New York City wage and hour pay violations happen to employees in the personal service industry daily. The personal service industry includes businesses that provide laundry services, hair salons, car wash workers, nail salon technicians, aestheticians, dog groomers, and more. In 2018, the New York City personal service industry grew by 20 percent for a total of 193,100 workers in the industry. Yet, many personal service employees continue to experience wage and hour pay violations. Professional service industry workers can quickly become victims of wage exploitation by their employers.

Many personal service industry workers do not realize that their employer is unlawfully depriving them of part of their paychecks every month. At Lipsky Lowe LLP, we’ve helped some clients recover thousands of dollars of back pay from employers who have committed wage theft. Federal, New York State, and New York City laws prohibit personal service industry employers from committing wage violations. If you know or suspect that your employer has engaged in unlawful wage and hour practices, our law firm can help. At Lipsky Lowe LLP, our lawyers know how to fight hard for our clients’ right to fair compensation. Contact our New York City employment law firm today to learn how we can help you fight to recover the wages to which you’re entitled.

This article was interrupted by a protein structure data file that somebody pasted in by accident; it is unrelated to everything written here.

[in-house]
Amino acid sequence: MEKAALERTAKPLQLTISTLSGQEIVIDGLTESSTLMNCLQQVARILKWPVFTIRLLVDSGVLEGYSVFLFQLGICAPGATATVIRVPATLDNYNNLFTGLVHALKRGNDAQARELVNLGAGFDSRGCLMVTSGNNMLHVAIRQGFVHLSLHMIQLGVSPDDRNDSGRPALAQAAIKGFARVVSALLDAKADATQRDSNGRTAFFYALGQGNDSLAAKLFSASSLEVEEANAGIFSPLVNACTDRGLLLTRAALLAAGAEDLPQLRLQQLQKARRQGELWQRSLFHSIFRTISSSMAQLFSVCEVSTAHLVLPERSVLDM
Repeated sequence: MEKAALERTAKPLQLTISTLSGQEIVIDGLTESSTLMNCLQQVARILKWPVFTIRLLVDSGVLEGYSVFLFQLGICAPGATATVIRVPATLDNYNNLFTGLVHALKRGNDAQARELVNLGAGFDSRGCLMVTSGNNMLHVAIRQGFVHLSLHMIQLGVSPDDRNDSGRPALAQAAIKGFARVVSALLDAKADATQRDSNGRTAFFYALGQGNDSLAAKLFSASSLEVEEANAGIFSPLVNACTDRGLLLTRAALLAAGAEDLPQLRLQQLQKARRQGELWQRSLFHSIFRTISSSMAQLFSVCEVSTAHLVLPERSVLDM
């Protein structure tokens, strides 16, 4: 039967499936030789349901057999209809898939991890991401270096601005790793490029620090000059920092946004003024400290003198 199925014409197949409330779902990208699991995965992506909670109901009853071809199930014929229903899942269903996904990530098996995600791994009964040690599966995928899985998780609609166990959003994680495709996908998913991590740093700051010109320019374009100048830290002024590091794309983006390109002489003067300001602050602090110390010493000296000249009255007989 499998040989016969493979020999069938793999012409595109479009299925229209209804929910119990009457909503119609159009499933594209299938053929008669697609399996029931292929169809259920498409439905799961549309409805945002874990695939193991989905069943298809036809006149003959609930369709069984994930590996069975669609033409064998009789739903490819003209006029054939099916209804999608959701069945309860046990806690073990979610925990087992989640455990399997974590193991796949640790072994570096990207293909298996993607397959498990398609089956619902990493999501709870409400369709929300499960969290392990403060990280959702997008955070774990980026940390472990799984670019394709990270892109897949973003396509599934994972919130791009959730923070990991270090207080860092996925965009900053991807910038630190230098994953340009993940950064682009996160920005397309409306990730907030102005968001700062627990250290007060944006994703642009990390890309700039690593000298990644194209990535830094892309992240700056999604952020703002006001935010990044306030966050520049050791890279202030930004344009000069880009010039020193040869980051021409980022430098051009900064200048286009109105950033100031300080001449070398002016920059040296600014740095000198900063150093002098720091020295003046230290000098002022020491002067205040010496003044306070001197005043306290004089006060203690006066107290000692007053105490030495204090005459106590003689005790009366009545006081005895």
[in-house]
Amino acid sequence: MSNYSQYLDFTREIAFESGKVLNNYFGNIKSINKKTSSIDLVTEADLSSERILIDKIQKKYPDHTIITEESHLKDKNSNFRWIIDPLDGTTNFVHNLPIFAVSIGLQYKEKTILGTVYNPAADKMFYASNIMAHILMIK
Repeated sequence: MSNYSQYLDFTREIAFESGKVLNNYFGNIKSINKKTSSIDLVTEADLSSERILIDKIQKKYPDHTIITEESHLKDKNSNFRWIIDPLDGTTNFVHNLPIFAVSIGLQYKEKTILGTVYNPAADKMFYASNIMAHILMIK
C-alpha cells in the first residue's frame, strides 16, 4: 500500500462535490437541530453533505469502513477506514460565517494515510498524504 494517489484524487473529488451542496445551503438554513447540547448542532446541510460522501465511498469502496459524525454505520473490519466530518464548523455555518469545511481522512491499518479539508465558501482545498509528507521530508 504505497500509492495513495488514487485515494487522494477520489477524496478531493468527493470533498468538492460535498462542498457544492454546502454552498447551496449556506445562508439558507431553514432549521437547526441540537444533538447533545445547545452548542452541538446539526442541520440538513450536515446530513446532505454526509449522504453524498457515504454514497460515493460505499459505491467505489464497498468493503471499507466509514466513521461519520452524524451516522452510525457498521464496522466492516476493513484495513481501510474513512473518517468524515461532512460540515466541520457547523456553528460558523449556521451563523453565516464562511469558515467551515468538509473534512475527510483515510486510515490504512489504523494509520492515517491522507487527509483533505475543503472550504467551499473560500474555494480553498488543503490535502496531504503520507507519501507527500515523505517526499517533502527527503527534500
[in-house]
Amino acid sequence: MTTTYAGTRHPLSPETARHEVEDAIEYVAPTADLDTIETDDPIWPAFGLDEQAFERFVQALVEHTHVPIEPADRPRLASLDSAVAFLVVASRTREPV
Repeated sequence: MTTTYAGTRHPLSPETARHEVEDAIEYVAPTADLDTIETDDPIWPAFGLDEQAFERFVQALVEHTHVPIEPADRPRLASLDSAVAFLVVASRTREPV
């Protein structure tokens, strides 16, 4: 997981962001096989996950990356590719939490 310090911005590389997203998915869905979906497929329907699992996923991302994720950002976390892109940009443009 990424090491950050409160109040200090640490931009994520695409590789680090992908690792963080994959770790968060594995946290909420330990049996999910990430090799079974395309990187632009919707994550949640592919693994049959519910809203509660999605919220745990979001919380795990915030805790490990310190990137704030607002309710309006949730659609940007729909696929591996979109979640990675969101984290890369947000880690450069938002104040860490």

Misclassification of Professional Service Workers as Independent Contractors

New York City personal service workers are often victims of wage and hour abuses by their employers. Hair stylists, massage therapists, and nail technicians are some of the most easily abused workers in the personal services industry. Very few hair stylists working in hair salons are direct employees. Most business owners hire hair stylists as independent contractors.

One of the problems with the independent contractor classification is that stylists do not benefit from some of the legal protections available by law to regular employees. Independent contractors do not enjoy legal protection from discrimination in the same way that regular employees are protected.